(And if that's true of me, then why should it be different for anyone else?)

But if God can save me -- me with all my faults, all my sins, all my blindspots, all my patches of ignorance that all of eternity will not be able to erase . . .

Yes, if God can save me . . .

Then who am I to complain if He saves somebody else?

Wednesday, September 16, 2015

This week's lesson (September 12-18): Paul - Mission & Message

There's more to evangelism than the Book of Acts.

Read the Book of Acts, after all, and it seems as though evangelism is nothing more than a a series of road trips -- road trips in which:
  • Paul arrives in a new town.
  • He preaches a series of sermons.
  • And having baptized the results of his preaching, Paul moves on.
But read Paul's letters, and you'll notice Paul never did move on -- not completely.
  • No, he keeps in touch -- through letters, messengers, and personal visits.
  • He counsels, rebukes, and advises church members on everything from their potlucks to their sex lives.
  • And he spends an extraordinary amount of time raising money for the poor in Jerusalem!
In short, Paul did more than more than just preach and baptize.
  • No, he also nurtures church members. 
  • He deals with their faults, their failures, and their fights with each other.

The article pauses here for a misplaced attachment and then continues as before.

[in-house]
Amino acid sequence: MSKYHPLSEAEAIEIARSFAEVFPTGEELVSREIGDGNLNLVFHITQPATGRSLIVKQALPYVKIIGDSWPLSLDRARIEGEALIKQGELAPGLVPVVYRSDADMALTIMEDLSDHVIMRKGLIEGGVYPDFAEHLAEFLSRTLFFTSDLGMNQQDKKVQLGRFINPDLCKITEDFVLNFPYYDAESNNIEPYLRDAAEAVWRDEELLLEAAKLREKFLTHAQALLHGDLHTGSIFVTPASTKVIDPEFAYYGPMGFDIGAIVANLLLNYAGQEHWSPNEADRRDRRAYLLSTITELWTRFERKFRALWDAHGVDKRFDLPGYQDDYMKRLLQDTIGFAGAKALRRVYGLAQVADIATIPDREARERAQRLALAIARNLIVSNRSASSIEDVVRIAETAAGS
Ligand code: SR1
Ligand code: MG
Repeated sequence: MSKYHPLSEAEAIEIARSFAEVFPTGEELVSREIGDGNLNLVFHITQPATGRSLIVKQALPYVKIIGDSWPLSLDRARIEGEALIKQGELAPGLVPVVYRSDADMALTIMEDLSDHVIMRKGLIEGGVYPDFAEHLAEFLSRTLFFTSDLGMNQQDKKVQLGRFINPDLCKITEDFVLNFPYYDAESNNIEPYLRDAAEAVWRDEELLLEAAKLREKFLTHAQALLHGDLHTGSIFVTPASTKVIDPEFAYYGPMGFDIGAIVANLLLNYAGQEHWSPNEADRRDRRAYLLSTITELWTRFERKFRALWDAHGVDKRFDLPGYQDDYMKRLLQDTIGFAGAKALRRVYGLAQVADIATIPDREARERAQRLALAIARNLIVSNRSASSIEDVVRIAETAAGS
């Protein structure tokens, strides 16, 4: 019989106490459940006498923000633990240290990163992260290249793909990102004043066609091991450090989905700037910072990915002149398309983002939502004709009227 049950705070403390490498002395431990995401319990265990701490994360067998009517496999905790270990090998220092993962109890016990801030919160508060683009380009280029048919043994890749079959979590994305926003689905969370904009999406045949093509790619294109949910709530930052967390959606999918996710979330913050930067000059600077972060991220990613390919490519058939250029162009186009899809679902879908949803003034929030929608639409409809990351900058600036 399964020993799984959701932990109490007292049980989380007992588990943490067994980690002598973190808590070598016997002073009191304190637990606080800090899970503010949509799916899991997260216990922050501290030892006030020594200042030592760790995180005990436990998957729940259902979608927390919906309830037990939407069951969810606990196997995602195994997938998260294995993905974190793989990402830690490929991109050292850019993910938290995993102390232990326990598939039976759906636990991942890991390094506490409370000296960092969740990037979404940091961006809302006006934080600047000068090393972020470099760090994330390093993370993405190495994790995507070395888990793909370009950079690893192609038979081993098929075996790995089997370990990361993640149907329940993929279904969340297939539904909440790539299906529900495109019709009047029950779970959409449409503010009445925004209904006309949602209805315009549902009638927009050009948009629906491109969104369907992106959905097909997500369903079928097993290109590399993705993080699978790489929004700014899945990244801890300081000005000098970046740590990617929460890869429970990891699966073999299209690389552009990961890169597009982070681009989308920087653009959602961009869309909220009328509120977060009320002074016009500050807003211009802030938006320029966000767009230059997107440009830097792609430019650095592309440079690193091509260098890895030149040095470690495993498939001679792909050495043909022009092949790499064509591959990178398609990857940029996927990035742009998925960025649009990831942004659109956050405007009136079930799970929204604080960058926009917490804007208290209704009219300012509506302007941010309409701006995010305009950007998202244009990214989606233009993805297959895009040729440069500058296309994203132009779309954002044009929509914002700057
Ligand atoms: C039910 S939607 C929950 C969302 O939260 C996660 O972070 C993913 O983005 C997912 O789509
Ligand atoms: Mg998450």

• Yes, in today's language, he is their "pastor."
That's why it's important to look at everything Paul does -- not just his work as a traveling preacher.

Yes, take a look at everything Paul does, and you'll see there's more to evangelism . . .

Than just evangelism.

Sunday, September 06, 2015

This week's lesson (September 5-11): Paul - background and call

It's not easy to be a bridge.

Take Paul, for instance -- someone who reached both Jews and Gentiles . . .

But was often viewed with suspicion by both.
  • To the Gentiles of Ephesus, for instance, he was just too Jewish -- a man whose monotheism threatened their income from the Temple of Diana.
  • Then again, the Jews of Jerusalem thought he was just too friendly with Gentiles -- so much so, they thought he'd smuggled one into the Temple!
  •  And even the church's leaders weren't always sure what to make of Paul! Having accepted his offering from the Gentiles, for instance, they then told him to go through purification rituals at the Temple, so that "everybody will know there is no truth in these reports about you, but that you yourself are living in obedience to the law" (Acts 21:24, NIV).
Likewise, the church needs people who can build a bridge between two cultures -- between faith and science, between East and West, between tradition post-modernism . . .